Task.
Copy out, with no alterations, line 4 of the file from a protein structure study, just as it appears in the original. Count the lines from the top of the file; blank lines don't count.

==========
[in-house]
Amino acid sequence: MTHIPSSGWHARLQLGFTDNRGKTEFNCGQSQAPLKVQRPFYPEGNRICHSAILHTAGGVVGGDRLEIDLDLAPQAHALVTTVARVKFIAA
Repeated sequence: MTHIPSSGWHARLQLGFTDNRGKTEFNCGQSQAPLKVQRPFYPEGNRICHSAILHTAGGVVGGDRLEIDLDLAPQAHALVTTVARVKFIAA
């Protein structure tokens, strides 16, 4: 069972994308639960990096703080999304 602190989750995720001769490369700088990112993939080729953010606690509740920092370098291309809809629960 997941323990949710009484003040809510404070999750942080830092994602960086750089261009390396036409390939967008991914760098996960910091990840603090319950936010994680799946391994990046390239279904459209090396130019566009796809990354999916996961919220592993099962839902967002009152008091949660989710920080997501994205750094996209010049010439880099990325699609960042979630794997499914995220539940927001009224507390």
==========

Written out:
């Protein structure tokens, strides 16, 4: 069972994308639960990096703080999304 602190989750995720001769490369700088990112993939080729953010606690509740920092370098291309809809629960 997941323990949710009484003040809510404070999750942080830092994602960086750089261009390396036409390939967008991914760098996960910091990840603090319950936010994680799946391994990046390239279904459209090396130019566009796809990354999916996961919220592993099962839902967002009152008091949660989710920080997501994205750094996209010049010439880099990325699609960042979630794997499914995220539940927001009224507390």